Towson goes for upgrade

School hopes renovation of arena boosts programs

December 13, 2006|By Ken Murray | Ken Murray,Sun reporter

Towson Center is more gymnasium than college arena, with its bleacher seats and portable wooden floor. The building has limited air conditioning, frills are few and congestion in the lobby is almost gridlock.

Aside from that, it's been a great place for Towson University to play basketball the past 30 seasons.

But after a decade of weak teams for both men and women, the Tigers are embarking on a bold new era. By the time the 2008-09 basketball season starts, the university hopes to have completed a renovation of the facility that could cost as much as $30 million and that it hopes will invigorate the entire athletic program.

Dr. Robert L. Caret, university president and inspiration behind the project, wants the makeover to give Towson "the kind of program we need to be the kind of institution we're going to become."

Pat Kennedy, a venerated program-builder who was hired two years ago to work his magic at Towson, has a specific model in mind.

It's the intimate yet distinct atmosphere of Duke University, perhaps mecca for the college game.

"I want our facility to be the Cameron Indoor Stadium of our conference," Kennedy said. "You don't have to have 12,000-13,000 seats. If you get 5,000 in every night, you can have a high-quality tone to it. That'd be really important."

Kennedy doesn't aspire to have the biggest arena in the Colonial Athletic Association, just one of the best. The Patriot Center at George Mason is the CAA's biggest facility, with a seating capacity of 10,000.

Although the redesign of Towson Center is still in the conceptual stage and the board of regents has yet to sign off on the project, the picture that emerges from Towson officials is that of a dramatic renovation.

The basketball floor itself will be rotated 90 degrees for better use of arena space, and it will be surrounded on four sides by seats, most of which figure to have enhanced views.

Larger concourses

The lobby entrance will be enlarged and fans will enter the arena from what is now the mezzanine level, walking down to their seats instead of up.

There will be room for entertaining VIPs and guests, possibly two or three suites, expanded concourses, more and better concessions, improved restrooms, a press room and new scoreboards with video capability. On top of that, the strength room and locker rooms will be upgraded.

Better yet - from a cost perspective - all this will be accomplished without razing the Towson Center roof. Construction is expected to begin in the spring of 2008.

"The entire interior of the arena will be completely redone," said Jack Nye, the university's director of facilities planning. "One of the objectives is to increase seating capacity from between 400 and 600 seats."

Towson Center seats a little fewer than 5,000 fans, but with the renovation should accommodate up to 5,400. "That's a good size for us, especially from a multi-use perspective," Nye said.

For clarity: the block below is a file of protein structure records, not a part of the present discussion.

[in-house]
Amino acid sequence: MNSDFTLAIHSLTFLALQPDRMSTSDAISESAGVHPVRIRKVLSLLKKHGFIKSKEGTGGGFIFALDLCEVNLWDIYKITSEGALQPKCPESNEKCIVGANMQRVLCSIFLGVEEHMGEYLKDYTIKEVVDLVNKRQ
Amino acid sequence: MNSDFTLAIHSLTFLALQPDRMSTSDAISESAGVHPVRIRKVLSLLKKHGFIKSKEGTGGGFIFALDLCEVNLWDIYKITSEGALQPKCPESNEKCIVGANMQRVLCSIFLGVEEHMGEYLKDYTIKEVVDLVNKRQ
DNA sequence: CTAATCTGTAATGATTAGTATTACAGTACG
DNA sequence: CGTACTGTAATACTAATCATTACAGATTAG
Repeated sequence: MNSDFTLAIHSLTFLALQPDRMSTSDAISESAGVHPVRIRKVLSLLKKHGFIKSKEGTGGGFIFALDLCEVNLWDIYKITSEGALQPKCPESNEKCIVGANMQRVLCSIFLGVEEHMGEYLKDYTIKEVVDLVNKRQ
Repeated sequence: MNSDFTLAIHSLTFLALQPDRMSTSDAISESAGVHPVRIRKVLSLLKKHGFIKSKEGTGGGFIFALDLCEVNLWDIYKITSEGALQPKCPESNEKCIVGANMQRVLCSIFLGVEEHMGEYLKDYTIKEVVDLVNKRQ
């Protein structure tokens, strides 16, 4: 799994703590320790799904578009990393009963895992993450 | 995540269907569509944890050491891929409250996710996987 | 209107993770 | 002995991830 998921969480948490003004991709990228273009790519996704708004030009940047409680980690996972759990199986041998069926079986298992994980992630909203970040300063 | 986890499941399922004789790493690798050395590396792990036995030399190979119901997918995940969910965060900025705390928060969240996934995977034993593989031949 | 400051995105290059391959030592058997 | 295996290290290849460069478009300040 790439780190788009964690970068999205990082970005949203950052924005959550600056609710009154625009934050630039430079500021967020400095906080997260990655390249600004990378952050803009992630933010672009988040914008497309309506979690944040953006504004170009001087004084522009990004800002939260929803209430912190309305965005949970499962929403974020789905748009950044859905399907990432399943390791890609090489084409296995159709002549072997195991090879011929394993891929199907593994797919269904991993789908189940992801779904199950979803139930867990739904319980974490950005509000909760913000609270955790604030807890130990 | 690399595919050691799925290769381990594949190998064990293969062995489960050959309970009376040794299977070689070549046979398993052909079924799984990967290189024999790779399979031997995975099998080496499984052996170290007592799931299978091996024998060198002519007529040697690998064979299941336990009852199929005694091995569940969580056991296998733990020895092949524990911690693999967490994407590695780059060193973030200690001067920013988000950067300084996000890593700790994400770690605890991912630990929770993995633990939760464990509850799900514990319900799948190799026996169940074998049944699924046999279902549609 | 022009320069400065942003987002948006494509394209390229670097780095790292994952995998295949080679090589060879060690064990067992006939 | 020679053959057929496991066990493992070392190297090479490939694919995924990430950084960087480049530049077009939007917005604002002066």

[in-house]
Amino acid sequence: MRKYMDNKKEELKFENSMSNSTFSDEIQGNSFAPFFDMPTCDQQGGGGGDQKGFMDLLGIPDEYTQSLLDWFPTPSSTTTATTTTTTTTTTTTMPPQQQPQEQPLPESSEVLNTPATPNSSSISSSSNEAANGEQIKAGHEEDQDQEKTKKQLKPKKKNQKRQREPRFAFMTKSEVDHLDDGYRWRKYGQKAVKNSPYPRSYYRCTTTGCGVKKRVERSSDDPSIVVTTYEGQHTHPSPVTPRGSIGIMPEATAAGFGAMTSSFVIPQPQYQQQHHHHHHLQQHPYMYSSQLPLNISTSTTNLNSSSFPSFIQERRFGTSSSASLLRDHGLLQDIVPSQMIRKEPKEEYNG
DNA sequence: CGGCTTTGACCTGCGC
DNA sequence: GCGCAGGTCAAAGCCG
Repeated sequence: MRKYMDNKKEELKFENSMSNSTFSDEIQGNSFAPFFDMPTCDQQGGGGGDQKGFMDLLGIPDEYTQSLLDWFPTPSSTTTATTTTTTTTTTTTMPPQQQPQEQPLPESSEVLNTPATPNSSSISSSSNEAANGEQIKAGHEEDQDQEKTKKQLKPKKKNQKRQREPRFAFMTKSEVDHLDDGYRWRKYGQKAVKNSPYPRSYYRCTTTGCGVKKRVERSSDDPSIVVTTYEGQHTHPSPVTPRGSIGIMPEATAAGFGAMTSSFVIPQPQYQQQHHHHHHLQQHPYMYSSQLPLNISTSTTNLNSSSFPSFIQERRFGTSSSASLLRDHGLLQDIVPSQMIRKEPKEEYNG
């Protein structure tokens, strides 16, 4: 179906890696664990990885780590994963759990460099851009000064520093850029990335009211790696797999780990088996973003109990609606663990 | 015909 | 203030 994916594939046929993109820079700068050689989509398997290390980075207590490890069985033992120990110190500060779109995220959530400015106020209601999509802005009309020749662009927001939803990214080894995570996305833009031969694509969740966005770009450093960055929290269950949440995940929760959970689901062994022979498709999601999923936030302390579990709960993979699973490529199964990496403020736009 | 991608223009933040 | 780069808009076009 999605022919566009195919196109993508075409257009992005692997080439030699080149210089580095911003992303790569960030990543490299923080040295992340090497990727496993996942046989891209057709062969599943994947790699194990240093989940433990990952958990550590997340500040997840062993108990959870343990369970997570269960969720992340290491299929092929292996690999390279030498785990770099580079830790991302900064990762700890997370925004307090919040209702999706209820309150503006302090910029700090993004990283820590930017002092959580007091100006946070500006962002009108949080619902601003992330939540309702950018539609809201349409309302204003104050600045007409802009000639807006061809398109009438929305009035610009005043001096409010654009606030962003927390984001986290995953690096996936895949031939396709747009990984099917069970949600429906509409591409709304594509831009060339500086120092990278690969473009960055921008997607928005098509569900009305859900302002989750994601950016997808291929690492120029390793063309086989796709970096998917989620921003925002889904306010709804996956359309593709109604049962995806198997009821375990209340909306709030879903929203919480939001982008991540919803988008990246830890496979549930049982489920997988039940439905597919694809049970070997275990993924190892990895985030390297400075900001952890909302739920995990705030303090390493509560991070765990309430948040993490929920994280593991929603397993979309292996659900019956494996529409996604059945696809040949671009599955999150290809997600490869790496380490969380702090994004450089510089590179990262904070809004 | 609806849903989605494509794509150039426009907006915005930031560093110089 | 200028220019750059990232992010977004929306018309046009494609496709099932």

Xavier model

He stressed that the university still will host high school graduations, concerts and other public events in the building.

The redesign is one of the top priorities for Towson's new director of athletics, Mike Hermann, who was associate AD at Xavier University in Cincinnati when it starting building the $46 million Cintas Center, which opened in 2000.

"The Cintas Center really helped put that program on the map and gave it a first-class college basketball venue," Hermann said. "And it gave the program some stability and recruiting strength."

It is precisely what Hermann is looking for as the Tigers attempt to compete on a higher level in the CAA, especially in basketball. Last season, the CAA's George Mason became the Cinderella mid-major team of the NCAA tournament.

"Having success in basketball is critical to our overall success," Hermann said. "In the league we're in, basketball is definitely the flagship sport, and we need to carry that banner strongly in the Baltimore community."

On the court

That's the charge of Kennedy on the men's side and Joe Mathews on the women's.

When Kennedy was hired, Towson had had one winning season in the previous 10. With Kennedy having no chance to recruit in 2004, his first team went 5-24. Last year, his team was 12-16. This season, it is off to a 5-3 start, including the school's first victory at William and Mary.

"We have had a buzz and excitement level [at home this season] that was nonexistent," Kennedy said. "Nothing against the Lehighs of the world, but it was like watching Lehigh; students were reading books while the game was going on."

Kennedy has changed that by upgrading the product, putting seats at courtside for the first time and holding pre- and post-game receptions.

Mathews is in his sixth year as coach of the women's team and has taken the Tigers from two wins in his first season to 16 in 2004-05. Hurt by injuries last year, Towson slipped to 9-19.

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